What is a 500 server error?
The 500 status code is a hypertext transfer protocol (HTTP) code that signals that there is an internal server error making a website inaccessible.
This code indicates to browsers that something went wrong with a web site’s server, but it isn’t specific about explaining what caused the problem.
500 server error explained
A 500 internal server error code can be seen on different websites in many different ways since each site can customize their own HTTP 500 error message.
Here are some common ways that you might see this code:
- 500 error
- 500 internal server error
- Internal server error
- HTTP 500 – internal server error
- HTTP 500 internal error
- HTTP error 500
- Temporary error (500)
Some sites tend to get pretty creative about how this message appears, like FitBit:
Internal server errors are generated by the website you’re trying to access. Because of this, this code can be seen in any operating system, including a smartphone.
No matter how you see this message displayed, each version means the same thing.
Something unexpected happened with the web server, and the server can’t provide any detailed information about what caused the issue.
500 server error history
HTTP was created in 1989 by CERN scientist Tim Berners-Lee.
The protocol was designed to be a global language for the web, and standards for HTTP were put in place by the World Wide Web Consortium (W3C) and the Internet Engineering Task Force (IETF).
The creation of HTTP led to the use of three-digit codes beginning with a number between one and five as a language of communication for both browsers and servers.
Each block of numbers has a specific and unique use, but 500 server errors are used to reveal issues with a website’s server.
500 server error uses
There are many reasons why a site might be sending out a 500 error code to visitors, but here are a few common situations that can cause them:
- A permissions error – 500 server errors are most commonly caused by incorrect permissions on at least one file or folder. Incorrect permissions on a PHP and CGI script usually cause these.
- A coding error – if there is an issue with the structure of a website’s .htaccess file, a 500 error code may appear. For this reason, you should check to make sure that your site’s .htaccess file is free of issues.
- A PHP timeout – if your script is connected to external resources that timeout, a 500 error can appear. Create timeout rules in your script if this is the cause of the error.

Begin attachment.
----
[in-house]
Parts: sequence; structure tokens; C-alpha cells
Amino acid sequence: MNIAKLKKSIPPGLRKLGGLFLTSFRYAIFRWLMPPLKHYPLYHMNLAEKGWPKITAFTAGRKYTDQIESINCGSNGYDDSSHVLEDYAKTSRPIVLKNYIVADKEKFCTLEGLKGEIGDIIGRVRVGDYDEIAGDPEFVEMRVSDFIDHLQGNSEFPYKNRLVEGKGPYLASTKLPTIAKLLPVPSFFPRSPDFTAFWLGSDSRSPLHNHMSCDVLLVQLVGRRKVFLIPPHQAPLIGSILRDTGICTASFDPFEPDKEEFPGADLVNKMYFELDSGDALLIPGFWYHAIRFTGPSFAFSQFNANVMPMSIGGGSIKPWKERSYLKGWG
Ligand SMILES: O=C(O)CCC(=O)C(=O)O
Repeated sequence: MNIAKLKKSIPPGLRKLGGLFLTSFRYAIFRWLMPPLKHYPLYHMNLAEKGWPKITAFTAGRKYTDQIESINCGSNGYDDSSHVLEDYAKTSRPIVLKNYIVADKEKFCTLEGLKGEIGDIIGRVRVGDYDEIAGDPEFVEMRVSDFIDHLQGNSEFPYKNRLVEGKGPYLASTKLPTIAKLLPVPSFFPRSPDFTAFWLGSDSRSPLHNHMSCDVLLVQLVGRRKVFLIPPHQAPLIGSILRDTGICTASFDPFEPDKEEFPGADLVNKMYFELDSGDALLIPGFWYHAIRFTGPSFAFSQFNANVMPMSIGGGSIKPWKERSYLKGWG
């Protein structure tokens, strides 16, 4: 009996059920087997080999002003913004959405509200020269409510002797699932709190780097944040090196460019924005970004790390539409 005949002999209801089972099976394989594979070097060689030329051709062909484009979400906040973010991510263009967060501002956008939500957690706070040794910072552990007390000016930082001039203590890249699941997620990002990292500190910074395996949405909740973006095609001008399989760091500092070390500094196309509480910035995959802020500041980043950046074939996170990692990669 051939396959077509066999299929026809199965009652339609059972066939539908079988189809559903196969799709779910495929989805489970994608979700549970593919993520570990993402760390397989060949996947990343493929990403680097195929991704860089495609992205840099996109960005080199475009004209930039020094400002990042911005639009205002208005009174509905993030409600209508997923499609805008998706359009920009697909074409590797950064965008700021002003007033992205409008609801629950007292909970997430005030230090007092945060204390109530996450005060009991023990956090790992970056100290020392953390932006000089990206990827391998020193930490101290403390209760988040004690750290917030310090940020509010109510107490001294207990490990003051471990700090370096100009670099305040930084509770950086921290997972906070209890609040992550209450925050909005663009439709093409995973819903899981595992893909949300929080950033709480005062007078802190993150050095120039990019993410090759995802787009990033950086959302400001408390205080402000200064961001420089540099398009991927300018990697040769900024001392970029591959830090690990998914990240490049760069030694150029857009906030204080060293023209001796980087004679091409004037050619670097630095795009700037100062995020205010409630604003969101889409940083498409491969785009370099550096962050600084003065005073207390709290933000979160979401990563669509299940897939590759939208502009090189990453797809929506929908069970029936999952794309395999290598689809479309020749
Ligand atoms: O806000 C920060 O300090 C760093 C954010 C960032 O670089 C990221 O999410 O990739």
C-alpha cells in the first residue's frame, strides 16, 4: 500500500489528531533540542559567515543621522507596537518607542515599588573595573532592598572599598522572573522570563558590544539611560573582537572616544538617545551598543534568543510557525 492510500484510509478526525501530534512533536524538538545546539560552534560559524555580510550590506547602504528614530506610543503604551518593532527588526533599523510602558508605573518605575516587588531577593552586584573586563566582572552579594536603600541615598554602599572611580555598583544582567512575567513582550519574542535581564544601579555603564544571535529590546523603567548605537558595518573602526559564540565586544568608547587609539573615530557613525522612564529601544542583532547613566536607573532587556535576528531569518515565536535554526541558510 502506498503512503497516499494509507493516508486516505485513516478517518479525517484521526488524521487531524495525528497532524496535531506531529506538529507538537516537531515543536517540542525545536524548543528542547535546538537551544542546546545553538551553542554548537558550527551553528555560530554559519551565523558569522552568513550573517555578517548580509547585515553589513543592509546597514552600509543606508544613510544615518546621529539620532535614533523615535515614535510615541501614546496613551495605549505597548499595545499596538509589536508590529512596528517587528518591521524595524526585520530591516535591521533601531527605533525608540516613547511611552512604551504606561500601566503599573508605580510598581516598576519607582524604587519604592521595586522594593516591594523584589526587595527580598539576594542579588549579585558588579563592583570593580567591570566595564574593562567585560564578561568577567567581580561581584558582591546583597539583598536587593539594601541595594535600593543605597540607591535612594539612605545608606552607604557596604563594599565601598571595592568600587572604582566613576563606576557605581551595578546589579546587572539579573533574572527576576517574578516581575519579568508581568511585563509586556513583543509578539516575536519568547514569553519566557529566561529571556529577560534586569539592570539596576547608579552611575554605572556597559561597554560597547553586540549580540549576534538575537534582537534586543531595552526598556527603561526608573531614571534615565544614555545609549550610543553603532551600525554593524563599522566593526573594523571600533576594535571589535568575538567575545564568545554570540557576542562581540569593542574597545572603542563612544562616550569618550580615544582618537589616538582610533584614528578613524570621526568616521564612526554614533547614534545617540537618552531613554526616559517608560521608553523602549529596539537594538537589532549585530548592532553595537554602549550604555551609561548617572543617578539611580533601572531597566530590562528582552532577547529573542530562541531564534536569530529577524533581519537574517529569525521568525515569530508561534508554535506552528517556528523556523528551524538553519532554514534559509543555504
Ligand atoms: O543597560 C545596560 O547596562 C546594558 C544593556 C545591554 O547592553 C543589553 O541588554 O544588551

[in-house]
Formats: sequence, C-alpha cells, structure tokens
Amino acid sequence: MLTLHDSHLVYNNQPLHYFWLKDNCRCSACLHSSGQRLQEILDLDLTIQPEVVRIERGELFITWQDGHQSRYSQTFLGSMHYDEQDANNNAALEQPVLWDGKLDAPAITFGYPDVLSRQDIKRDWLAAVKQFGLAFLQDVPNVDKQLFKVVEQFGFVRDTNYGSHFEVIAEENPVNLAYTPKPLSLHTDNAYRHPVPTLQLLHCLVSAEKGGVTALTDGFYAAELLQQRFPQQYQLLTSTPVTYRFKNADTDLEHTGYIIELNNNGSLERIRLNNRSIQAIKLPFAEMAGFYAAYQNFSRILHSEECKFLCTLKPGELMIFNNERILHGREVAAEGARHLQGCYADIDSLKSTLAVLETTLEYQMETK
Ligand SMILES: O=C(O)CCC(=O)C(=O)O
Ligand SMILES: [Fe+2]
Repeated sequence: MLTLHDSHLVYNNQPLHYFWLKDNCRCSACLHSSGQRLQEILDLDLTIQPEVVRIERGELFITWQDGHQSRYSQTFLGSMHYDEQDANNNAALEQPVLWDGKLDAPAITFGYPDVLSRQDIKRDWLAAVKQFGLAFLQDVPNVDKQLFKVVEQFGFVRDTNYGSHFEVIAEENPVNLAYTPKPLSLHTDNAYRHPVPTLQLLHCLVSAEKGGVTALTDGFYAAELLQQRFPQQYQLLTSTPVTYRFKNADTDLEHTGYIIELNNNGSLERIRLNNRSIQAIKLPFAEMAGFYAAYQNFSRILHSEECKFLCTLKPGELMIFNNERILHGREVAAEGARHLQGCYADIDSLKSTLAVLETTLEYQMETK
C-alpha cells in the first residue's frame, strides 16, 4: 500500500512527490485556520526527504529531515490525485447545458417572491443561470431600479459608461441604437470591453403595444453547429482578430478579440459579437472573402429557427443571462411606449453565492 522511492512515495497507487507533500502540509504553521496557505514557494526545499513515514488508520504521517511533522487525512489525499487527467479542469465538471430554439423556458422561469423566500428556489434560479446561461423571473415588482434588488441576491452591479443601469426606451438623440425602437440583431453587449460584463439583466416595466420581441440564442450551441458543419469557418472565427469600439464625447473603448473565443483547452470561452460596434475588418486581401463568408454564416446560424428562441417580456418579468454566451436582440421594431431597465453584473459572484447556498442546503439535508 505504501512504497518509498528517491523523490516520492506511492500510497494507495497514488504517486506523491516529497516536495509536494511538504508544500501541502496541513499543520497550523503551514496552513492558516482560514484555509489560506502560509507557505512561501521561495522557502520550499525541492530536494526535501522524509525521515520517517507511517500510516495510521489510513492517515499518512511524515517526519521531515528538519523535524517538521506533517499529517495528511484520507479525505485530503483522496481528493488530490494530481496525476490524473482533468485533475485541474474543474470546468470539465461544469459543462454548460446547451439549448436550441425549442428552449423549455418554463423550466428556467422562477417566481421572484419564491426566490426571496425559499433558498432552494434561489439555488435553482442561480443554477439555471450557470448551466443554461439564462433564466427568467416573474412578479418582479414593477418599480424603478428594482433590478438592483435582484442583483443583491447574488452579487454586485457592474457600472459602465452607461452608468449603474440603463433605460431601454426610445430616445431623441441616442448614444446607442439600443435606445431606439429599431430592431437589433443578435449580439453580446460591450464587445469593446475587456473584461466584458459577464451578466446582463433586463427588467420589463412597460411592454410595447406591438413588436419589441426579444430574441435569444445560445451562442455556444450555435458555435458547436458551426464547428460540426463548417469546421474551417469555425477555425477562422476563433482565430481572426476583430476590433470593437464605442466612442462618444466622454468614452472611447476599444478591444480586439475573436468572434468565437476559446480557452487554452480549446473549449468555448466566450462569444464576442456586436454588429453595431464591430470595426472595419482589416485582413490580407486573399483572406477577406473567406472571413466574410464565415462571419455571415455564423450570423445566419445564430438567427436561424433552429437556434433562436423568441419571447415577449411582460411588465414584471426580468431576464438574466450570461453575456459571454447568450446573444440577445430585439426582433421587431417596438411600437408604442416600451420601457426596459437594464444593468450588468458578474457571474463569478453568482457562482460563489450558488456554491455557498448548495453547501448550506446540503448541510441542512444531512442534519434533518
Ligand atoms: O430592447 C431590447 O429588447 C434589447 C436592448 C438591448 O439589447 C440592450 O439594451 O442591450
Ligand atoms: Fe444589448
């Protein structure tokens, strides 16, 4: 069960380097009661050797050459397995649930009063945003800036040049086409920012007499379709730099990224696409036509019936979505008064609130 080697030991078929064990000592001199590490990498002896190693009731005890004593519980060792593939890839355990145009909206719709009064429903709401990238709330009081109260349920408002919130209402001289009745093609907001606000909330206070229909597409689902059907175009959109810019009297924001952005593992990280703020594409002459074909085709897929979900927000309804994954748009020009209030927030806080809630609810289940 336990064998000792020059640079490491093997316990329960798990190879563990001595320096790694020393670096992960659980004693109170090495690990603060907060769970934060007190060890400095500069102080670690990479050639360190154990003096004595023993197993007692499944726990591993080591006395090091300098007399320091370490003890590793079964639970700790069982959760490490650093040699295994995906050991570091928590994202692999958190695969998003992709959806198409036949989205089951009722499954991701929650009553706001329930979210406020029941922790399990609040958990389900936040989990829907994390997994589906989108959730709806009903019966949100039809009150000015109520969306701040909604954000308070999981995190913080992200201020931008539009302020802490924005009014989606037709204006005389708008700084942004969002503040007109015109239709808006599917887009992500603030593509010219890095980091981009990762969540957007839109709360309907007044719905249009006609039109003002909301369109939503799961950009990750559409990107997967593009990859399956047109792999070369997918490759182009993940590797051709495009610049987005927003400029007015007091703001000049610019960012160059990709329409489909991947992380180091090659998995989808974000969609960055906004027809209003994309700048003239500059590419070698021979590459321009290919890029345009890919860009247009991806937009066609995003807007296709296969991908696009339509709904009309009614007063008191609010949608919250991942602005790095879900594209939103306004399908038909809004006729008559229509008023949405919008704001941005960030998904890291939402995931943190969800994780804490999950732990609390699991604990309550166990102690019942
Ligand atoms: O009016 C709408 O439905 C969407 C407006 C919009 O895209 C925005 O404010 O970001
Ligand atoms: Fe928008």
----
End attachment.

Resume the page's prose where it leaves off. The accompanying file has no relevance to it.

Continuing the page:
- The server is currently overloaded with traffic because of a popular blog post or press attention that is sending an abundance of users.
If you’re running WordPress, Joomla, or another content management system (CMS), contact their customer support team to find specific help for how to diagnose a 500 internal server error on your site.
If you aren’t using a CMS, reach out to your web hosting provider for feedback on how to troubleshoot a 500 server error code.
500 server error misunderstandings
Adding plugins on your WordPress site can take it to the next level. But if you aren’t careful, some plugins or software can do more harm than good.
If you’re running popular software on your server, incompatible versions, poor installations, or incorrect server permissions can all cause a 500 internal server error code.
To avoid this problem, check to see if the software you recently installed or upgraded failed to install or update.
In WordPress, you can identify any plugin that needs to be updated by heading to the “Plugins” section of your account.
You should also make sure that any plugins or themes that you just activated don’t conflict with any pre-existing plugins or themes on your site.
Deactivate each plugin or theme one by one to find out which one is causing the server error.
You should also test plugins on a staging server before deciding to activate them on a live site.
You can also create your own staging site by using the WP Staging plugin.